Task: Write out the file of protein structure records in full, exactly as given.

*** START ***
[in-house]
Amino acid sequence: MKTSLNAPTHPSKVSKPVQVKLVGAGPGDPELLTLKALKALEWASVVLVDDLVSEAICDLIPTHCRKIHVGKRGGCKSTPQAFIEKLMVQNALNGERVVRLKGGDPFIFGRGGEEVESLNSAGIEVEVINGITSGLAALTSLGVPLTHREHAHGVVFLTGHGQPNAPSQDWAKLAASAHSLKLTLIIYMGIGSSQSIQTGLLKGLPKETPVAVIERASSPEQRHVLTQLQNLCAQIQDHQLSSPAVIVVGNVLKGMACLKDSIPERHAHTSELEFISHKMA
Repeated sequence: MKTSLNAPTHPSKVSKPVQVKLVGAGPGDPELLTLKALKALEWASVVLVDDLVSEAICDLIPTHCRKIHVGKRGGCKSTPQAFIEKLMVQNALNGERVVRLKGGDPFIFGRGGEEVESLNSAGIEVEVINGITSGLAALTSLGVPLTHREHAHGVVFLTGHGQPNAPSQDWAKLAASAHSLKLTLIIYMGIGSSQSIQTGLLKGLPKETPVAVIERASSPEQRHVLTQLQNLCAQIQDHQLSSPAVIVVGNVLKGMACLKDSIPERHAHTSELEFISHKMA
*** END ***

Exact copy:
[in-house]
Amino acid sequence: MKTSLNAPTHPSKVSKPVQVKLVGAGPGDPELLTLKALKALEWASVVLVDDLVSEAICDLIPTHCRKIHVGKRGGCKSTPQAFIEKLMVQNALNGERVVRLKGGDPFIFGRGGEEVESLNSAGIEVEVINGITSGLAALTSLGVPLTHREHAHGVVFLTGHGQPNAPSQDWAKLAASAHSLKLTLIIYMGIGSSQSIQTGLLKGLPKETPVAVIERASSPEQRHVLTQLQNLCAQIQDHQLSSPAVIVVGNVLKGMACLKDSIPERHAHTSELEFISHKMA
Repeated sequence: MKTSLNAPTHPSKVSKPVQVKLVGAGPGDPELLTLKALKALEWASVVLVDDLVSEAICDLIPTHCRKIHVGKRGGCKSTPQAFIEKLMVQNALNGERVVRLKGGDPFIFGRGGEEVESLNSAGIEVEVINGITSGLAALTSLGVPLTHREHAHGVVFLTGHGQPNAPSQDWAKLAASAHSLKLTLIIYMGIGSSQSIQTGLLKGLPKETPVAVIERASSPEQRHVLTQLQNLCAQIQDHQLSSPAVIVVGNVLKGMACLKDSIPERHAHTSELEFISHKMA